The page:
General Motors confirmed Tuesday morning that it has officially registered with the Fédération Internationale de l’Automobile (FIA) as a Formula 1 engine manufacturer.
Specifically, the American automaker outlined that starting in 2028 it will be a power unit manufacturer. Per the current FIA regulations, this means an internal combustion engine and accompanying hybrid motors.
This news comes six weeks after the FIA approved Andretti Formula Racing’s Expression of Interest, greenlighting the possible return of the Andretti dynasty to the pinnacle of motorsport. As we’ve said before, this brings Andretti and GM closer to the F1 grid in the near future, but there’s still a long way to go. The business end of F1—Liberty Media and the racing teams—have made it clear that they don’t want Andretti in the picture, now, or ever.
“GM is committed to partnering with Andretti to race in F1,” said Reuss on Nov. 8. “The collaboration between Andretti-Cadillac brings together two unique entities built for racing, both with long pedigrees of success in motorsport globally.”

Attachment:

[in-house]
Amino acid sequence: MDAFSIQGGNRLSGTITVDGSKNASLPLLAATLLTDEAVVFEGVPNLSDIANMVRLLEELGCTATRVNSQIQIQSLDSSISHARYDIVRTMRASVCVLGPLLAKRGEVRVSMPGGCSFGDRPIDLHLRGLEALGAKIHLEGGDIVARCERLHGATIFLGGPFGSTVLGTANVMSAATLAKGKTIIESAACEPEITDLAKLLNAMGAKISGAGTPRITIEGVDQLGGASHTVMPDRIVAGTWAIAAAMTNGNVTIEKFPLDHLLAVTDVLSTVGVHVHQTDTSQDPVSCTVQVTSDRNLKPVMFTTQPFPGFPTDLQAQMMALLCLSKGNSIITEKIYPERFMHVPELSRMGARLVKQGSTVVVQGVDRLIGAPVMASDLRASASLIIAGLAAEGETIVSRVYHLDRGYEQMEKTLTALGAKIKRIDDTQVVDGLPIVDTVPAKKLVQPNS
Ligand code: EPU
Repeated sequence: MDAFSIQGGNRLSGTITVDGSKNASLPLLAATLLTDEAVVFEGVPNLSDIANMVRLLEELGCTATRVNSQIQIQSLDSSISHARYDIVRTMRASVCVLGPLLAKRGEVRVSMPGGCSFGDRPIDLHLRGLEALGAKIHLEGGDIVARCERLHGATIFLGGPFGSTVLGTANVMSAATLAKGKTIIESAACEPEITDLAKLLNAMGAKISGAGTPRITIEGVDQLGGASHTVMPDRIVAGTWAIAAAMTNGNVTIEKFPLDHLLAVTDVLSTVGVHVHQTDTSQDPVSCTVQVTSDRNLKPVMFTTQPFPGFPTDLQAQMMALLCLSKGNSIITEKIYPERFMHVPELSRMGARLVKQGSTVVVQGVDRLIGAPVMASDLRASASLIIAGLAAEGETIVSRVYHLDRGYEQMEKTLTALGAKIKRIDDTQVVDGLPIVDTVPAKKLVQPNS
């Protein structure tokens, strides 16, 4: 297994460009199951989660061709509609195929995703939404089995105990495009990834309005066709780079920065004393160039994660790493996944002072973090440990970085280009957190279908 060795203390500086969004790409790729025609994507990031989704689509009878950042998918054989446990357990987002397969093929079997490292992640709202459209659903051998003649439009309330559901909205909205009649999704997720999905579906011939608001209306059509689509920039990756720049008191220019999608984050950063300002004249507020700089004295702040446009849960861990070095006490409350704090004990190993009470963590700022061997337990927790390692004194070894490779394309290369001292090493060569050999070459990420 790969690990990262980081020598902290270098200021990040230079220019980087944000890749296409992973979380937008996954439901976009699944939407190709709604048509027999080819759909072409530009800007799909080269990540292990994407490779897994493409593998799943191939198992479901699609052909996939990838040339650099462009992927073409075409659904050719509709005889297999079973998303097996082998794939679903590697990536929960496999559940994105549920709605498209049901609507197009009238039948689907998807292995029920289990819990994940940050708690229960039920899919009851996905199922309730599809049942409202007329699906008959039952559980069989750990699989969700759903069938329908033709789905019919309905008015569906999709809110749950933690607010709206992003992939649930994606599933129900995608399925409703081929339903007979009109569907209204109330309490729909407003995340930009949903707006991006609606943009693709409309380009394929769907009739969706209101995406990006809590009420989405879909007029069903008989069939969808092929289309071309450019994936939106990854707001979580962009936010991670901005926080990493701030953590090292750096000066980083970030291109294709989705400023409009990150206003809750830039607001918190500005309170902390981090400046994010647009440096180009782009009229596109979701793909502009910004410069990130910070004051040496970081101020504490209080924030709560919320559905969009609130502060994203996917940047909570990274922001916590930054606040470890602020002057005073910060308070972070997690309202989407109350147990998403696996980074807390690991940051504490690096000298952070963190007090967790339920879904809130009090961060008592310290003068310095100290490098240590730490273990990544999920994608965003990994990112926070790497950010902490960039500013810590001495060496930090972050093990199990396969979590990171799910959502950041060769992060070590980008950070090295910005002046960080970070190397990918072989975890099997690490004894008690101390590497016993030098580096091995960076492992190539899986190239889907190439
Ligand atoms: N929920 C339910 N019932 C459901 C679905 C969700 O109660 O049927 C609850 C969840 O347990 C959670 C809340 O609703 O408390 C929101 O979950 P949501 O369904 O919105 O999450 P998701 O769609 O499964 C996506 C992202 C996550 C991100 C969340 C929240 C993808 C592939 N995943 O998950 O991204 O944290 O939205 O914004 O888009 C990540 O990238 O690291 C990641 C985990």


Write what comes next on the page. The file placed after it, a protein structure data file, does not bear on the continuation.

It’s been previously reported that Andretti had a tentative engine supplier deal with Renault, though that seems to have evaporated over the summer. FIA president Mohammed Ben Sulayem has gone on record saying that Andretti will not be left without an engine supplier for its first couple of years in F1, but of course, that assumes Andretti is actually allowed a seat at the table.
The American team is hoping to begin competing in F1 by 2025 or 2026, meaning that it will need to kick off its tenure with an engine other than GM’s. Should GM’s program go according to plan, Andretti would then switch to a Cadillac-branded power unit in 2028.
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